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San Francisco VA Health Care System


New Smoking Policy Changes Where You Can Smoke

New enclosed smoking shelter

Enclosed smoking shelters will provide employees and Veterans with an environmentally-enhanced area to smoke. These shelters include heating, air conditioning, air and smoke filtering.

Monday, February 25, 2013

In the spirit of VA’s mission of focusing on wellness and patient-centered care, and in support of national VA directives, our Medical Center’s smoking policy has been updated. The new policy goes into effect in March, as soon as two new outdoor smoking shelters have been installed. The policy applies to all patients, employees, visitors, volunteers and contractors, and will be enforced by campus Police.

What you should know about smoking on campus: Smoking is not allowed anywhere inside the San Francisco VA Medical Center (SFVAMC). Smoking is permitted only within the new smoking shelters. Tobacco sale is not allowed, nor is distributing smoking materials to patients.

Where are the new smoking shelters? They’re easy to find. One smoking shelter is located off Fort Miley Circle between Buildings 203 and 208, and across from building 12. The second smoking shelter is located outside the entrance of Building 7. There is a third smoking shelter for use only by patients and staff in the Community Living Center, located on the southwest side on Building 208, accessible via the ground floor.

“It became clear to Medical Center leadership that the former smoking policy was inadequate in protecting patients, employees, and vendors from the dangers of second-hand smoke, and was inconsistent with the overall mission and wellness-focus of patient-centered care,” said Timothy Carmody, PhD, staff psychologist and co-chair of the Smoke Free Environment Committee. “The new policy allows smoking only in the enclosed smoking shelters and provides more details regarding enforcement procedures.”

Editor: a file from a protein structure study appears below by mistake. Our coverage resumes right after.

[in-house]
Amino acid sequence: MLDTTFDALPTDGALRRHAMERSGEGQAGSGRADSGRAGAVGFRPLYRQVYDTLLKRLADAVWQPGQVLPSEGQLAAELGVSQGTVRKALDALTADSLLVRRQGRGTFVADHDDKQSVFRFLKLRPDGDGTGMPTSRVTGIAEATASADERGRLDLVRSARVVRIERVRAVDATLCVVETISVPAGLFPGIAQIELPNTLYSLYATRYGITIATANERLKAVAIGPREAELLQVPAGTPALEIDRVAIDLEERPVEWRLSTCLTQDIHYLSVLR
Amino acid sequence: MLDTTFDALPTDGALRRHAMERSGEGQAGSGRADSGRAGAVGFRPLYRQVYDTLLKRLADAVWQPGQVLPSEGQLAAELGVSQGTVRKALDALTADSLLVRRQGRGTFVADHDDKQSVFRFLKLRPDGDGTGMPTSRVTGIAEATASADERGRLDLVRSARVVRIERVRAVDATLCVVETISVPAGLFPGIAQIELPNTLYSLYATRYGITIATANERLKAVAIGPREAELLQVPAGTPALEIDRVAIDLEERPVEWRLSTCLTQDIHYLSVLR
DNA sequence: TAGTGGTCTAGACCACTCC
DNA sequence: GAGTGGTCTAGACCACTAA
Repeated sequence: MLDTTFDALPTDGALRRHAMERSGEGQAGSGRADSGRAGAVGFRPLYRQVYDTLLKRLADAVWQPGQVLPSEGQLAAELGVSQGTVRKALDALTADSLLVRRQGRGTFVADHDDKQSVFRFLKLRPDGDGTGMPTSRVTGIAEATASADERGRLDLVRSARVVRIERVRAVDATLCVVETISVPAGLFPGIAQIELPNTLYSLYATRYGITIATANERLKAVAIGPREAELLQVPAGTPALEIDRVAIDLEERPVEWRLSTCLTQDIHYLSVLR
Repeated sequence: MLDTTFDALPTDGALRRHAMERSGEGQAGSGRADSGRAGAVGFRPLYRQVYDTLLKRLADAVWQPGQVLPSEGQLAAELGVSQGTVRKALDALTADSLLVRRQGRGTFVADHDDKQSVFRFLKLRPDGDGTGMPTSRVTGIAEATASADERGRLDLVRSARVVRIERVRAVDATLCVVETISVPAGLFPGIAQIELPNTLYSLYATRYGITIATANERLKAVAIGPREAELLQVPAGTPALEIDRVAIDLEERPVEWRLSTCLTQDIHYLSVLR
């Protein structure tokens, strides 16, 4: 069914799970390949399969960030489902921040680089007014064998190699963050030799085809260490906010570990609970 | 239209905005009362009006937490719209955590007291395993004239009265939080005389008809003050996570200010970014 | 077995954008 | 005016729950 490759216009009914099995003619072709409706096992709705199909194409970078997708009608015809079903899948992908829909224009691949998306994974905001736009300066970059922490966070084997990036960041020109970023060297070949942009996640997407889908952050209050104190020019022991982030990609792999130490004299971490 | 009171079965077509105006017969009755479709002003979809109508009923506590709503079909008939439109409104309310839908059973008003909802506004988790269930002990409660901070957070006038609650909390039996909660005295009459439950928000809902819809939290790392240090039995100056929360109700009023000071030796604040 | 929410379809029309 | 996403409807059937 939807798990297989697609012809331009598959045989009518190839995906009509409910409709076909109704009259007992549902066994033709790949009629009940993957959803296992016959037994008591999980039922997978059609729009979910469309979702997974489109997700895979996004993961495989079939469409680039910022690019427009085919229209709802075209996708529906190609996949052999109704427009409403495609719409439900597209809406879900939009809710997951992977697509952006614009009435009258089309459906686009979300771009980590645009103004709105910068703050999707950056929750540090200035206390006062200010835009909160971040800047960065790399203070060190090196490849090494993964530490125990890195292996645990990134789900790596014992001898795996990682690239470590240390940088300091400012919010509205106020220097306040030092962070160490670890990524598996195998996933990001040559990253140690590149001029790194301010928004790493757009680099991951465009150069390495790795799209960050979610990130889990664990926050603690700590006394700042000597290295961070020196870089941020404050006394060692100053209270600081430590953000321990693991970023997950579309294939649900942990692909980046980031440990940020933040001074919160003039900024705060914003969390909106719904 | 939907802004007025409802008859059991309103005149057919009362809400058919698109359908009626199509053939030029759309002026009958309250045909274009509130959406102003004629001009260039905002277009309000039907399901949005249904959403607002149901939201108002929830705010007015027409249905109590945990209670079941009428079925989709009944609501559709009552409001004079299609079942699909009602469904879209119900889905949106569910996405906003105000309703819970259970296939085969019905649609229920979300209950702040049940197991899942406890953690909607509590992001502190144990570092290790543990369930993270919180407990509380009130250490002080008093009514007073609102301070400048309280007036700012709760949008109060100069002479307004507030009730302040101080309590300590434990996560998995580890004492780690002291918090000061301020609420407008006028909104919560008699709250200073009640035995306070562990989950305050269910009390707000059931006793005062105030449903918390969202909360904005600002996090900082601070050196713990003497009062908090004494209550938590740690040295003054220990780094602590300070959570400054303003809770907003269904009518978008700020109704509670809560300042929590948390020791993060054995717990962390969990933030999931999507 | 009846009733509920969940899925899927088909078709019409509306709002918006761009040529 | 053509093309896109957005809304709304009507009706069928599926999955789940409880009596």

Why is smoking only allowed in enclosed shelters, instead of in open shelters as has been the case in the past? “Second-hand smoke negatively impacts the health of everyone who breathes in that smoke,” explained Carmody. “The old smoking shelters were open, allowing cigarette smoke to drift in any direction. The new shelters are enclosed and equipped with HVAC systems that provide heat, air conditioning, filtering of tobacco smoke, and surveillance cameras for safety.”

Smoking is the leading preventable cause of premature death and a leading cause of illness and mortality. That said, about 70 percent of all smokers say they want to quit. So why hasn’t everybody quit? It’s not easy. Even the most motivated may try five or six times before they’re successful. The good news is, over 3 million Americans successfully stop smoking every year.

Here are some tobacco cessation services we offer to enrolled Veterans and employees:

• Medications and counseling for smoking cessation: Ask your SFVAMC provider.
• Smoking Cessation Clinic: Ask your provider for a referral or contact Bill Clift (415-221-4810, ext. 2826).
• TeleQuit for Veterans: Ask your provider for a referral.
• TeleQuit for Employees: Contact Occupational Health Service (ext. 2735).
• California Smokers’ Helpline: 800-NO-BUTTS (800-622-8887).
• Quit smoking facts and tools:

What if I’m interested in other healthy lifestyle changes? Watch for announcements on the electronic message boards throughout the Medical Center about various wellness activities such as yoga, walking/fitness, massage, and meditation. You can also contact your health care team for information on nutrition, weight management, safety, eating wisely, screenings and vaccines, limiting alcohol, managing stress, and more. 




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